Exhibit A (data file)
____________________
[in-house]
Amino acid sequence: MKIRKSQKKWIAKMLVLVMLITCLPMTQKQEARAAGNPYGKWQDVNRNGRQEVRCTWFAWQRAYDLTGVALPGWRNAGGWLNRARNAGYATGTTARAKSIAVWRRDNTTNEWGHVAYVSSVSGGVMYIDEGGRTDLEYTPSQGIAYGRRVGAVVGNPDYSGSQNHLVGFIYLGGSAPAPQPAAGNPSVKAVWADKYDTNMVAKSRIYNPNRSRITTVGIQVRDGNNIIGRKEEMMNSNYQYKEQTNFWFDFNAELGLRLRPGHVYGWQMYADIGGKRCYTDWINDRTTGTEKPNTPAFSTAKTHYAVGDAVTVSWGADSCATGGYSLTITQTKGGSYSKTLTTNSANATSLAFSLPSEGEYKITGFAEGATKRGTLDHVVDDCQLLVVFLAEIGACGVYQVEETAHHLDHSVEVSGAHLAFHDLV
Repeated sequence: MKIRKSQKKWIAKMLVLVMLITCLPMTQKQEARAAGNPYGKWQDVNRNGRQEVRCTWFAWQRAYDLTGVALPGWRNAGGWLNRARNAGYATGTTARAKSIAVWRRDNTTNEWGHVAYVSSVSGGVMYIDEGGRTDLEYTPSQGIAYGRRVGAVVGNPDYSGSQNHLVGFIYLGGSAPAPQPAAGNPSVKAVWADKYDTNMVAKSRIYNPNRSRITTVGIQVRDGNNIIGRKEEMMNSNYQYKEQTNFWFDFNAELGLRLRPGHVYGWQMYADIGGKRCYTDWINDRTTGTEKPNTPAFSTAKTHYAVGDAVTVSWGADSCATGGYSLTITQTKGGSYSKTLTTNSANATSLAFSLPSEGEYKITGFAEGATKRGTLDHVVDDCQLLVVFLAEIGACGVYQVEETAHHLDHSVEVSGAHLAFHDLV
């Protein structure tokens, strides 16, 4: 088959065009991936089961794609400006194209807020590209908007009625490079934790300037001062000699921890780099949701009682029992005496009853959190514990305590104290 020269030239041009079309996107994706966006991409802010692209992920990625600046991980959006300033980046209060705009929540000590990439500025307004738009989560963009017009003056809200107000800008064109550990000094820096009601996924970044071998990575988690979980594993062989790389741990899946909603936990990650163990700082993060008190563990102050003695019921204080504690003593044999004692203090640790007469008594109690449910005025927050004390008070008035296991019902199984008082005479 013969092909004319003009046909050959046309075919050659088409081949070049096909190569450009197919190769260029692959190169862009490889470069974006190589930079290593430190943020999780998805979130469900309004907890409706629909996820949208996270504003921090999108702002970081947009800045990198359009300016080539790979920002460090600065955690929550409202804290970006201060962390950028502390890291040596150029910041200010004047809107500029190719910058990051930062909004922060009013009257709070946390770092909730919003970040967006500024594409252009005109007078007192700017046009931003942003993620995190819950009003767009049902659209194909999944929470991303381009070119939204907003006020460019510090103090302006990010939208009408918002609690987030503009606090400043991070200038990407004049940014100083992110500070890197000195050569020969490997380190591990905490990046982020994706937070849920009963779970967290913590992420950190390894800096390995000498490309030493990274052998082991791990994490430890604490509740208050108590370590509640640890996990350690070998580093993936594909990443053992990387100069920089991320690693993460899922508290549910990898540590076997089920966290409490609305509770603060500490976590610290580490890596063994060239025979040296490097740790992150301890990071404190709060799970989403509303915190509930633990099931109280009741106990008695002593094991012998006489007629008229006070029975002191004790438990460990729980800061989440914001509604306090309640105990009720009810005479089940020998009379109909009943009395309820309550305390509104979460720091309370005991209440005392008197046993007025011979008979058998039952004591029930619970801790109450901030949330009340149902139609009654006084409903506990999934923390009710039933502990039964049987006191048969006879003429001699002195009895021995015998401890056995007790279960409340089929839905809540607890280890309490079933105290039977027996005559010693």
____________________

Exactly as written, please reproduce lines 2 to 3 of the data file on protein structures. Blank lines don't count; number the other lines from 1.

Amino acid sequence: MKIRKSQKKWIAKMLVLVMLITCLPMTQKQEARAAGNPYGKWQDVNRNGRQEVRCTWFAWQRAYDLTGVALPGWRNAGGWLNRARNAGYATGTTARAKSIAVWRRDNTTNEWGHVAYVSSVSGGVMYIDEGGRTDLEYTPSQGIAYGRRVGAVVGNPDYSGSQNHLVGFIYLGGSAPAPQPAAGNPSVKAVWADKYDTNMVAKSRIYNPNRSRITTVGIQVRDGNNIIGRKEEMMNSNYQYKEQTNFWFDFNAELGLRLRPGHVYGWQMYADIGGKRCYTDWINDRTTGTEKPNTPAFSTAKTHYAVGDAVTVSWGADSCATGGYSLTITQTKGGSYSKTLTTNSANATSLAFSLPSEGEYKITGFAEGATKRGTLDHVVDDCQLLVVFLAEIGACGVYQVEETAHHLDHSVEVSGAHLAFHDLV
Repeated sequence: MKIRKSQKKWIAKMLVLVMLITCLPMTQKQEARAAGNPYGKWQDVNRNGRQEVRCTWFAWQRAYDLTGVALPGWRNAGGWLNRARNAGYATGTTARAKSIAVWRRDNTTNEWGHVAYVSSVSGGVMYIDEGGRTDLEYTPSQGIAYGRRVGAVVGNPDYSGSQNHLVGFIYLGGSAPAPQPAAGNPSVKAVWADKYDTNMVAKSRIYNPNRSRITTVGIQVRDGNNIIGRKEEMMNSNYQYKEQTNFWFDFNAELGLRLRPGHVYGWQMYADIGGKRCYTDWINDRTTGTEKPNTPAFSTAKTHYAVGDAVTVSWGADSCATGGYSLTITQTKGGSYSKTLTTNSANATSLAFSLPSEGEYKITGFAEGATKRGTLDHVVDDCQLLVVFLAEIGACGVYQVEETAHHLDHSVEVSGAHLAFHDLV